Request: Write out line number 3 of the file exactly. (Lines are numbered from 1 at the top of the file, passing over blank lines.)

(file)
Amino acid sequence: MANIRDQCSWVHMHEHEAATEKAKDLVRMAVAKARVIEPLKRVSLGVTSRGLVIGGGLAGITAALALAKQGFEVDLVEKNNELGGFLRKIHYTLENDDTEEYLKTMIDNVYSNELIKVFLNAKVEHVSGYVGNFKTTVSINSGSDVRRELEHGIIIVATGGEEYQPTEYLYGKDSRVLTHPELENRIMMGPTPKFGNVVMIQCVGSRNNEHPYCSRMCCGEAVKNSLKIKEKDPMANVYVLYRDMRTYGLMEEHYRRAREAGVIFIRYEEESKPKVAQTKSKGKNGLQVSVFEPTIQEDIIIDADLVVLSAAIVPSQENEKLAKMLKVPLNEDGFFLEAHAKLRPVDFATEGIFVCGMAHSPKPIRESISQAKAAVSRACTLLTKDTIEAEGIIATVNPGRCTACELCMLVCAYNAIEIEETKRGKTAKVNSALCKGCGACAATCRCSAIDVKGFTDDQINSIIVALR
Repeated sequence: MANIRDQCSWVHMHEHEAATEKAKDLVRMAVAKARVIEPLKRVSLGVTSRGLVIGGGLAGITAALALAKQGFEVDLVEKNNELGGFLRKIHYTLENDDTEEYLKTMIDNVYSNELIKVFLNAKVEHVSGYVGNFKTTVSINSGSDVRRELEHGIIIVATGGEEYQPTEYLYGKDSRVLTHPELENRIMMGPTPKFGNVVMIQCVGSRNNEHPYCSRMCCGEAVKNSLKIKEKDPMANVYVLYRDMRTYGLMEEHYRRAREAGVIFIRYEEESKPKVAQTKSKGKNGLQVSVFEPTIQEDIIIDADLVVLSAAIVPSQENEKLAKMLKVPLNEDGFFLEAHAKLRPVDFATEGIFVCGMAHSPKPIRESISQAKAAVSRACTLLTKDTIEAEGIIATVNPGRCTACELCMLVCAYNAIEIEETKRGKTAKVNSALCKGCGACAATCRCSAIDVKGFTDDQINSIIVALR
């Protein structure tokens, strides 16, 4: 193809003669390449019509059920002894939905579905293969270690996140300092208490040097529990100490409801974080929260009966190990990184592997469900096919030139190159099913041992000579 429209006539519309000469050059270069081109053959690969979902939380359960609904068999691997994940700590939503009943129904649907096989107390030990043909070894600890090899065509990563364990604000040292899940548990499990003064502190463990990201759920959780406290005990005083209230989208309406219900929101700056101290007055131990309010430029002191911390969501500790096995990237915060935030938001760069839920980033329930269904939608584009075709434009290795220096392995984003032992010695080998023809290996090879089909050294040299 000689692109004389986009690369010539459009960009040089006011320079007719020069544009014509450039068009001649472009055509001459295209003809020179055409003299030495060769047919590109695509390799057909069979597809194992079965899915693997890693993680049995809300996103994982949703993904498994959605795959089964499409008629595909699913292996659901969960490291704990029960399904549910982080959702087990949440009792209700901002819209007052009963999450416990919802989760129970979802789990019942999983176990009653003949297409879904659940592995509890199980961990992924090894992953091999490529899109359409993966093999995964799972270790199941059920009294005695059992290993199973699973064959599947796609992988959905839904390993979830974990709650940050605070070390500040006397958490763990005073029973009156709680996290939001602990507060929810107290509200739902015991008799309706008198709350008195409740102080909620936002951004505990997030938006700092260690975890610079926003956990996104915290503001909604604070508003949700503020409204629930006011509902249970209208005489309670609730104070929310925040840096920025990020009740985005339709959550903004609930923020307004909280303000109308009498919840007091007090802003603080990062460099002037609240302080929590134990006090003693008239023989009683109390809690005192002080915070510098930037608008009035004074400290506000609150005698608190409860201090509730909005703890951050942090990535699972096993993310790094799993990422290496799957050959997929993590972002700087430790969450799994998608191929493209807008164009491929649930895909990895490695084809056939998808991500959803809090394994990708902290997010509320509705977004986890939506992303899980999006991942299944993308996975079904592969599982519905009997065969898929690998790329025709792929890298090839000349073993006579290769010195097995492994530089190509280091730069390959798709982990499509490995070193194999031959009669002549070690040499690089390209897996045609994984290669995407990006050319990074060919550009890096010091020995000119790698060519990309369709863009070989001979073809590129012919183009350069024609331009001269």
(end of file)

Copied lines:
């Protein structure tokens, strides 16, 4: 193809003669390449019509059920002894939905579905293969270690996140300092208490040097529990100490409801974080929260009966190990990184592997469900096919030139190159099913041992000579 429209006539519309000469050059270069081109053959690969979902939380359960609904068999691997994940700590939503009943129904649907096989107390030990043909070894600890090899065509990563364990604000040292899940548990499990003064502190463990990201759920959780406290005990005083209230989208309406219900929101700056101290007055131990309010430029002191911390969501500790096995990237915060935030938001760069839920980033329930269904939608584009075709434009290795220096392995984003032992010695080998023809290996090879089909050294040299 000689692109004389986009690369010539459009960009040089006011320079007719020069544009014509450039068009001649472009055509001459295209003809020179055409003299030495060769047919590109695509390799057909069979597809194992079965899915693997890693993680049995809300996103994982949703993904498994959605795959089964499409008629595909699913292996659901969960490291704990029960399904549910982080959702087990949440009792209700901002819209007052009963999450416990919802989760129970979802789990019942999983176990009653003949297409879904659940592995509890199980961990992924090894992953091999490529899109359409993966093999995964799972270790199941059920009294005695059992290993199973699973064959599947796609992988959905839904390993979830974990709650940050605070070390500040006397958490763990005073029973009156709680996290939001602990507060929810107290509200739902015991008799309706008198709350008195409740102080909620936002951004505990997030938006700092260690975890610079926003956990996104915290503001909604604070508003949700503020409204629930006011509902249970209208005489309670609730104070929310925040840096920025990020009740985005339709959550903004609930923020307004909280303000109308009498919840007091007090802003603080990062460099002037609240302080929590134990006090003693008239023989009683109390809690005192002080915070510098930037608008009035004074400290506000609150005698608190409860201090509730909005703890951050942090990535699972096993993310790094799993990422290496799957050959997929993590972002700087430790969450799994998608191929493209807008164009491929649930895909990895490695084809056939998808991500959803809090394994990708902290997010509320509705977004986890939506992303899980999006991942299944993308996975079904592969599982519905009997065969898929690998790329025709792929890298090839000349073993006579290769010195097995492994530089190509280091730069390959798709982990499509490995070193194999031959009669002549070690040499690089390209897996045609994984290669995407990006050319990074060919550009890096010091020995000119790698060519990309369709863009070989001979073809590129012919183009350069024609331009001269």